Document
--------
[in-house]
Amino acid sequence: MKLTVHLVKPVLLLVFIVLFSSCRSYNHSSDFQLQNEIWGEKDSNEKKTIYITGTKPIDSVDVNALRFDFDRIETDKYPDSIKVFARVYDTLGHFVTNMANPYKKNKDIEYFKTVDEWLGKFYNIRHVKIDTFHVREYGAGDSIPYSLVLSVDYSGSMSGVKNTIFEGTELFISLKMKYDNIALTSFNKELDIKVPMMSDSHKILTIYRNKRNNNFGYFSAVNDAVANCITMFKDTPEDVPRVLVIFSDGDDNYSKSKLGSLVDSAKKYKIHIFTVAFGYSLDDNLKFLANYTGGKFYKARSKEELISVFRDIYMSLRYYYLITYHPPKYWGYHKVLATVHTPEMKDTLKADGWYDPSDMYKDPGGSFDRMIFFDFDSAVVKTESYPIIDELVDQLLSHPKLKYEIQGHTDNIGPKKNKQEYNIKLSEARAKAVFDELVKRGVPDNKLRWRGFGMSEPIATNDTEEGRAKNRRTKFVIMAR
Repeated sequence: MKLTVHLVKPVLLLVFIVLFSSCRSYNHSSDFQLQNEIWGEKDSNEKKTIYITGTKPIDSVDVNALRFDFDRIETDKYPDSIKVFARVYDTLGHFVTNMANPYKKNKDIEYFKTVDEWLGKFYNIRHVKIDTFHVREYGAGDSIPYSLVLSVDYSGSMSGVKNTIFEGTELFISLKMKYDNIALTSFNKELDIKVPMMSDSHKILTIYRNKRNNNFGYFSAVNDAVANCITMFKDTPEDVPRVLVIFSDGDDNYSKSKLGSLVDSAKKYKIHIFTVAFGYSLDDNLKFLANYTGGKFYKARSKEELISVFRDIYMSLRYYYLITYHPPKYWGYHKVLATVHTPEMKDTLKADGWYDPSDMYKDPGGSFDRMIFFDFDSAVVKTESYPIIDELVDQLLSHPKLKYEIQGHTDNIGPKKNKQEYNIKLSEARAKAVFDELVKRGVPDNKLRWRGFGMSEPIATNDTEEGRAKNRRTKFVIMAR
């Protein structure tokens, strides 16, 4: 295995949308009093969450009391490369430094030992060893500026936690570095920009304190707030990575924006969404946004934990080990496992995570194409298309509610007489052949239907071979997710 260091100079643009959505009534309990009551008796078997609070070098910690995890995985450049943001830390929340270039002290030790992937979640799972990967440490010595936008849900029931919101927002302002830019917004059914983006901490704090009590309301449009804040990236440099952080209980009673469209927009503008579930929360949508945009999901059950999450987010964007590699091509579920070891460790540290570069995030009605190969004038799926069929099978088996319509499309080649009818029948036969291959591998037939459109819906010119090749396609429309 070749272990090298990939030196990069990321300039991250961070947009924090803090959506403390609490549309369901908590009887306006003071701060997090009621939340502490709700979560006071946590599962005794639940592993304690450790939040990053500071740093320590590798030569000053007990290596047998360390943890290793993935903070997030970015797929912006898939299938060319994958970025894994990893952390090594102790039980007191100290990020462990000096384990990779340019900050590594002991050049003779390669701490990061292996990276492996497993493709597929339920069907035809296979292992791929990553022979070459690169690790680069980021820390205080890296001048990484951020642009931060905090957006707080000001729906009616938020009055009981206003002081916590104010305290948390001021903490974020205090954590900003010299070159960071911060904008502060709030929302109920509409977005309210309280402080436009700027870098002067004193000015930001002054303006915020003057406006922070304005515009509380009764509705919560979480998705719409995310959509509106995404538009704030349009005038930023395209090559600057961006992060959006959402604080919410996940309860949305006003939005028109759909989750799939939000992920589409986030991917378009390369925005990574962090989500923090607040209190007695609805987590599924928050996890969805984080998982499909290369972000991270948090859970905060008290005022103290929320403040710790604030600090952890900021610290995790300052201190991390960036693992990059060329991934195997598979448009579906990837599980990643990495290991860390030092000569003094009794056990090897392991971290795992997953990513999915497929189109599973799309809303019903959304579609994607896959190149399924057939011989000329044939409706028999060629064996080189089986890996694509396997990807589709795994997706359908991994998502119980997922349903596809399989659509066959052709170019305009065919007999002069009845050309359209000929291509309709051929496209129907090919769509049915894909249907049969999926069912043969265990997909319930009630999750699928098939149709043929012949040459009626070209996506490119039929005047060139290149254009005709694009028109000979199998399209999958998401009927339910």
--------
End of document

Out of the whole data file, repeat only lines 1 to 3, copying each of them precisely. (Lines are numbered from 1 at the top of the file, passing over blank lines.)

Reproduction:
[in-house]
Amino acid sequence: MKLTVHLVKPVLLLVFIVLFSSCRSYNHSSDFQLQNEIWGEKDSNEKKTIYITGTKPIDSVDVNALRFDFDRIETDKYPDSIKVFARVYDTLGHFVTNMANPYKKNKDIEYFKTVDEWLGKFYNIRHVKIDTFHVREYGAGDSIPYSLVLSVDYSGSMSGVKNTIFEGTELFISLKMKYDNIALTSFNKELDIKVPMMSDSHKILTIYRNKRNNNFGYFSAVNDAVANCITMFKDTPEDVPRVLVIFSDGDDNYSKSKLGSLVDSAKKYKIHIFTVAFGYSLDDNLKFLANYTGGKFYKARSKEELISVFRDIYMSLRYYYLITYHPPKYWGYHKVLATVHTPEMKDTLKADGWYDPSDMYKDPGGSFDRMIFFDFDSAVVKTESYPIIDELVDQLLSHPKLKYEIQGHTDNIGPKKNKQEYNIKLSEARAKAVFDELVKRGVPDNKLRWRGFGMSEPIATNDTEEGRAKNRRTKFVIMAR
Repeated sequence: MKLTVHLVKPVLLLVFIVLFSSCRSYNHSSDFQLQNEIWGEKDSNEKKTIYITGTKPIDSVDVNALRFDFDRIETDKYPDSIKVFARVYDTLGHFVTNMANPYKKNKDIEYFKTVDEWLGKFYNIRHVKIDTFHVREYGAGDSIPYSLVLSVDYSGSMSGVKNTIFEGTELFISLKMKYDNIALTSFNKELDIKVPMMSDSHKILTIYRNKRNNNFGYFSAVNDAVANCITMFKDTPEDVPRVLVIFSDGDDNYSKSKLGSLVDSAKKYKIHIFTVAFGYSLDDNLKFLANYTGGKFYKARSKEELISVFRDIYMSLRYYYLITYHPPKYWGYHKVLATVHTPEMKDTLKADGWYDPSDMYKDPGGSFDRMIFFDFDSAVVKTESYPIIDELVDQLLSHPKLKYEIQGHTDNIGPKKNKQEYNIKLSEARAKAVFDELVKRGVPDNKLRWRGFGMSEPIATNDTEEGRAKNRRTKFVIMAR